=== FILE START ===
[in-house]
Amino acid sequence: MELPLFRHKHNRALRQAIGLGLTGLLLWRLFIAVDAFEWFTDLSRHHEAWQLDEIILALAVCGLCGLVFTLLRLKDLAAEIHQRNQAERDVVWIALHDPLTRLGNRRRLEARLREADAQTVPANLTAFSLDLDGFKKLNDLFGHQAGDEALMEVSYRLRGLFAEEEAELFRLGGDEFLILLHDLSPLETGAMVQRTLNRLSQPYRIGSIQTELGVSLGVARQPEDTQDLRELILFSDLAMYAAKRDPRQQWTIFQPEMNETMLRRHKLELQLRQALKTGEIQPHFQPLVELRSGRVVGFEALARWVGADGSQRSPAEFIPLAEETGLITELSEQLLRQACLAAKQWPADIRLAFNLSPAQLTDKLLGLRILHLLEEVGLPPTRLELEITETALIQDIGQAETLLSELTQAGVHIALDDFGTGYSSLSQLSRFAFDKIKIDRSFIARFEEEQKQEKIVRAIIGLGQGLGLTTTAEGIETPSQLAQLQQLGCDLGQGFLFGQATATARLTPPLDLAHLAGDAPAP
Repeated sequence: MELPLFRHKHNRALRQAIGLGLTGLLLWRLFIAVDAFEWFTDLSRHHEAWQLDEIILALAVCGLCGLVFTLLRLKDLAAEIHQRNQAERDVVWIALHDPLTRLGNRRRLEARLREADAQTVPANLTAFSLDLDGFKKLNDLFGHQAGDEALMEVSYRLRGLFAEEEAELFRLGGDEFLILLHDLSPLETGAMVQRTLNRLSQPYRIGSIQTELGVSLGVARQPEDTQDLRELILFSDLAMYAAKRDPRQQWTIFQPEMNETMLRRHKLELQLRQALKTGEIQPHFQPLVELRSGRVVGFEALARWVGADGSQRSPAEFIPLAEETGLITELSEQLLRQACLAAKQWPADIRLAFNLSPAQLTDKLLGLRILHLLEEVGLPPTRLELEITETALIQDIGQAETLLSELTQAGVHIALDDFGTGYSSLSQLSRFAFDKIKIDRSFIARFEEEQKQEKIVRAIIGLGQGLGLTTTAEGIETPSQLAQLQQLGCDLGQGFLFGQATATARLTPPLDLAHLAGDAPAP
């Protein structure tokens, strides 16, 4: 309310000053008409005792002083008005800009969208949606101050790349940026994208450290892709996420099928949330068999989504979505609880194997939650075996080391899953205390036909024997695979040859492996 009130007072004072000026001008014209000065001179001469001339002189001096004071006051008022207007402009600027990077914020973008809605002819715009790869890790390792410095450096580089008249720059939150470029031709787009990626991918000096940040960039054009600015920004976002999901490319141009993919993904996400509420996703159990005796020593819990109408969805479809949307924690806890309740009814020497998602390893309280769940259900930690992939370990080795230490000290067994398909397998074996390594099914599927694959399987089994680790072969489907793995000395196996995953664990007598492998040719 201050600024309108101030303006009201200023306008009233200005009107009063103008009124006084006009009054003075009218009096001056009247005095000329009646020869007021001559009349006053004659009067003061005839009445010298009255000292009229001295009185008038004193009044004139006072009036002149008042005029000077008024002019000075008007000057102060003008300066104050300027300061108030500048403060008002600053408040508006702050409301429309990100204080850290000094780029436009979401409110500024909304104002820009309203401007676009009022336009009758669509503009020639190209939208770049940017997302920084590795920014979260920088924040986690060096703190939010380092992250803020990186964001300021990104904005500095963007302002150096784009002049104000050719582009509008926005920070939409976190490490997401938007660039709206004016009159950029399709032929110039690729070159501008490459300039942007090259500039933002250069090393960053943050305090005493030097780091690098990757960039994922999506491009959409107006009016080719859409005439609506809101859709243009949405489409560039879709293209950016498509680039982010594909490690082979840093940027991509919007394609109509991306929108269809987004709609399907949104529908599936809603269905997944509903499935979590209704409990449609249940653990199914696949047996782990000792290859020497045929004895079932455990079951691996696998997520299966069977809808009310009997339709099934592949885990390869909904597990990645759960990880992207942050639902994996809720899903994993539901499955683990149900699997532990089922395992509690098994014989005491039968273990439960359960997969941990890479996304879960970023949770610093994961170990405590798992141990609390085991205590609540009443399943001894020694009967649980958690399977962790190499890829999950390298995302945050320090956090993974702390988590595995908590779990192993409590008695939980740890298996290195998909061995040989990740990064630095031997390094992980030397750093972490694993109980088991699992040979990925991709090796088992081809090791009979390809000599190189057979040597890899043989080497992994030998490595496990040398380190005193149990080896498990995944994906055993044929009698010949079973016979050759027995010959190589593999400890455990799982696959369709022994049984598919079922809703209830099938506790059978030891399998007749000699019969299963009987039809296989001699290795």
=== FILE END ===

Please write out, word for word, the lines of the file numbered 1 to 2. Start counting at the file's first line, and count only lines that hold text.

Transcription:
[in-house]
Amino acid sequence: MELPLFRHKHNRALRQAIGLGLTGLLLWRLFIAVDAFEWFTDLSRHHEAWQLDEIILALAVCGLCGLVFTLLRLKDLAAEIHQRNQAERDVVWIALHDPLTRLGNRRRLEARLREADAQTVPANLTAFSLDLDGFKKLNDLFGHQAGDEALMEVSYRLRGLFAEEEAELFRLGGDEFLILLHDLSPLETGAMVQRTLNRLSQPYRIGSIQTELGVSLGVARQPEDTQDLRELILFSDLAMYAAKRDPRQQWTIFQPEMNETMLRRHKLELQLRQALKTGEIQPHFQPLVELRSGRVVGFEALARWVGADGSQRSPAEFIPLAEETGLITELSEQLLRQACLAAKQWPADIRLAFNLSPAQLTDKLLGLRILHLLEEVGLPPTRLELEITETALIQDIGQAETLLSELTQAGVHIALDDFGTGYSSLSQLSRFAFDKIKIDRSFIARFEEEQKQEKIVRAIIGLGQGLGLTTTAEGIETPSQLAQLQQLGCDLGQGFLFGQATATARLTPPLDLAHLAGDAPAP